The U.S. P/C industry's reported 3Q20 natural catastrophe losses will be the largest since 3Q17, driven by an elevated frequency of events during the quarter, according to Fitch Ratings. Fitch-rated (re)insurers are largely well-positioned to absorb these recent catastrophes, as carriers' balance sheets were prepared for a potentially strong hurricane season and invested asset values recovered in recent months from earlier unrealized losses.
A number of (re)insurers have pre-announced 3Q20 catastrophe estimates that are material, with losses attributable to a series of events experienced in the U.S. in the quarter, including Hurricanes Isaias, Laura, and Sally, the Derecho Windstorm, and wildfires in California and Oregon. A handful of global (re)insurers may also include losses from the August Beirut explosion in 3Q20 results.
Hurricane Laura represents the largest individual loss event with estimated insured losses between $11 billion-$15 billion. In total third quarter events could sum to approximately $25 billion, moving 2020 to an above average year for natural catastrophe losses.
These losses are exclusive of substantial losses incurred in 1H2020 related to the coronavirus pandemic, which are likely to increase further over the remainder of the year. This accumulation of losses is expected to exceed many individual company catastrophe budgets and further pressure full-year 2020 earnings.
In addition to 3Q20 loss activity, Hurricane Delta the second landfalling hurricane in Louisiana in less than a month is expected to add $1 billion to $3 billion of insured losses to full-year results.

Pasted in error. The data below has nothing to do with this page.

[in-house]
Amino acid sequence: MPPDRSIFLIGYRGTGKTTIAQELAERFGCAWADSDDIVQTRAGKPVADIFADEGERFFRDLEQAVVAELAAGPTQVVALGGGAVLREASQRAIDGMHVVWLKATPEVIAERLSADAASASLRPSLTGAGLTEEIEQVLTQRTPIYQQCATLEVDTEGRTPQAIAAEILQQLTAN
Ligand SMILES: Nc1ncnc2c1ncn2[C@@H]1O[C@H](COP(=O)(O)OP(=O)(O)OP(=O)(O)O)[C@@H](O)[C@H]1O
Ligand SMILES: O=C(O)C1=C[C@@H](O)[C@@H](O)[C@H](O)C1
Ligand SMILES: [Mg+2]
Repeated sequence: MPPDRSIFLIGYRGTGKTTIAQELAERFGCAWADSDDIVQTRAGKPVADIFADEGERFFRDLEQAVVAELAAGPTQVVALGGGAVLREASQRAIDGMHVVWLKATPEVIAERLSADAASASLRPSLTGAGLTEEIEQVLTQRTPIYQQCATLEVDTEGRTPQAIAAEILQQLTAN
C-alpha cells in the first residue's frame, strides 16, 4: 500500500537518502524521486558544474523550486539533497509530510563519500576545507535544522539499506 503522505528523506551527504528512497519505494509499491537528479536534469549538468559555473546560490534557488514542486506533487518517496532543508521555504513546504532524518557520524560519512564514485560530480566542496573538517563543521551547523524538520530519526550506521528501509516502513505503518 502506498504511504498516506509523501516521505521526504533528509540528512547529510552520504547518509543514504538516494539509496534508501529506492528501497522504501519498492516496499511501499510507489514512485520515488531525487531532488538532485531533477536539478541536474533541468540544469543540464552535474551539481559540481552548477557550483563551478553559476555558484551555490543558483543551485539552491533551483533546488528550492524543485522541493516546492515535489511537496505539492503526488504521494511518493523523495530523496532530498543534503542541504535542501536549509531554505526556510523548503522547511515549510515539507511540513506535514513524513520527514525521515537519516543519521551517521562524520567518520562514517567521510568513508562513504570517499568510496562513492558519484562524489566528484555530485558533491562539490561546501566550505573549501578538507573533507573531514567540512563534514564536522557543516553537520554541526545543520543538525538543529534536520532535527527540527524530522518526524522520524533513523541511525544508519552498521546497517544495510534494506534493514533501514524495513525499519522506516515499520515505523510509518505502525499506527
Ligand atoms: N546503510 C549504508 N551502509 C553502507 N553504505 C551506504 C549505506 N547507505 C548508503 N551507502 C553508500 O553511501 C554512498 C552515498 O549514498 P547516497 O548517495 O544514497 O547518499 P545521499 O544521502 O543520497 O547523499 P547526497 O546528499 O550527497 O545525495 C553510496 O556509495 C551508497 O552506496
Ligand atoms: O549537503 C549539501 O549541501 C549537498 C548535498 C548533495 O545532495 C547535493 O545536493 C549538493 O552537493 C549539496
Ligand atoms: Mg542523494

Fitch expects the nature of 3Q losses, and the more moderate insured loss amounts of individual events, leads to the distribution of losses shifted proportionately more towards primary insurers relative to reinsurers, as catastrophe excess of loss reinsurance programs absorb a smaller share of claims. For a number of primary insurers, 3Q20 will represent the largest net retention of catastrophe losses in a third quarter period in the last decade.
Allstate Corporation reported a total of approximately $1.1 billion of catastrophe losses in July and August, exceeding the total of any 3Q period since 2011. Publicly held homeowners' specialist companies that have diversified outside of Florida will report losses from between four and six named storms during 3Q20. Some of these entities may have higher 3Q20 net catastrophe losses than in 3Q17 from Hurricane Irma.
An area of the reinsurance market that is more exposed to the 3Q events, is aggregate reinsurance products that are designed to protect against an elevated frequency of small to medium sized catastrophe events. Travelers Corporation indicated in quarterly earnings commentary that the company at mid-year 2020 nearly reached the annual aggregate deductible on its reinsurance program. Fitch expects other companies that have secured aggregate reinsurance protection will exceed aggregate deductibles and recover losses from these programs in 2020.
The elevated catastrophe losses in 3Q follow a rather modest period of non-coronavirus related catastrophe losses in the first half of 2020. Global natural catastrophe losses were below average for 1H20. Aon Securities estimated insured losses of approximately $26 billion in 1H20, compared to a 10-year (2009-2019) average of $38 billion.
Fitch expects that earnings will remain weak in 3Q20 following first half declines, but capital levels broadly remain strong, with little capital deterioration expected from these events. Reinsurance limits for occurrence catastrophe excess of loss programs are expected to remain largely in place for 4Q20 despite the catastrophe activity thus far during the year. However, the heightened frequency of catastrophe events in 2H20 are likely to continue to put upwards pressure on reinsurance rates at the upcoming January 2021 renewal period.